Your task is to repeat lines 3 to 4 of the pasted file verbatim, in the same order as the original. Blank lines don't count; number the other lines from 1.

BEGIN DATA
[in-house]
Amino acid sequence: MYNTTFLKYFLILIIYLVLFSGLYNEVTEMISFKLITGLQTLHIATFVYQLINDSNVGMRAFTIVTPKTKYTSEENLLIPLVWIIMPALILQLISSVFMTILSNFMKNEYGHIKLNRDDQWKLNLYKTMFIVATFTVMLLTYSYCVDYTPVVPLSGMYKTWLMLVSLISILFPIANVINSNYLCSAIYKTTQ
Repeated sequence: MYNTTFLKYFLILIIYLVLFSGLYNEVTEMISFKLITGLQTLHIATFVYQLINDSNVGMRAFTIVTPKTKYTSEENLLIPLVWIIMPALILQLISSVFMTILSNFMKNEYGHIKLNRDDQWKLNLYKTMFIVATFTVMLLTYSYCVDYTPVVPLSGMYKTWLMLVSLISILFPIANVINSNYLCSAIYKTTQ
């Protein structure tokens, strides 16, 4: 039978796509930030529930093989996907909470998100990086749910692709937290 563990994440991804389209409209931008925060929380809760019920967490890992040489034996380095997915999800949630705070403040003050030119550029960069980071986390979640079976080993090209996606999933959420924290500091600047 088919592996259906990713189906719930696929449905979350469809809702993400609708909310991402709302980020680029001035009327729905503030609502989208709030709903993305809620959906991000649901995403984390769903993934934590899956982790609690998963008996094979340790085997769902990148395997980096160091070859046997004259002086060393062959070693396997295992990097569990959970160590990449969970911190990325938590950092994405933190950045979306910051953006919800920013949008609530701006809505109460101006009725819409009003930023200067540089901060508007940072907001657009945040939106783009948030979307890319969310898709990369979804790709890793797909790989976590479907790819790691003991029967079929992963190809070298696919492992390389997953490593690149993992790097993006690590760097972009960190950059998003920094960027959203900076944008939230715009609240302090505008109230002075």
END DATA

Repeated sequence: MYNTTFLKYFLILIIYLVLFSGLYNEVTEMISFKLITGLQTLHIATFVYQLINDSNVGMRAFTIVTPKTKYTSEENLLIPLVWIIMPALILQLISSVFMTILSNFMKNEYGHIKLNRDDQWKLNLYKTMFIVATFTVMLLTYSYCVDYTPVVPLSGMYKTWLMLVSLISILFPIANVINSNYLCSAIYKTTQ
């Protein structure tokens, strides 16, 4: 039978796509930030529930093989996907909470998100990086749910692709937290 563990994440991804389209409209931008925060929380809760019920967490890992040489034996380095997915999800949630705070403040003050030119550029960069980071986390979640079976080993090209996606999933959420924290500091600047 088919592996259906990713189906719930696929449905979350469809809702993400609708909310991402709302980020680029001035009327729905503030609502989208709030709903993305809620959906991000649901995403984390769903993934934590899956982790609690998963008996094979340790085997769902990148395997980096160091070859046997004259002086060393062959070693396997295992990097569990959970160590990449969970911190990325938590950092994405933190950045979306910051953006919800920013949008609530701006809505109460101006009725819409009003930023200067540089901060508007940072907001657009945040939106783009948030979307890319969310898709990369979804790709890793797909790989976590479907790819790691003991029967079929992963190809070298696919492992390389997953490593690149993992790097993006690590760097972009960190950059998003920094960027959203900076944008939230715009609240302090505008109230002075």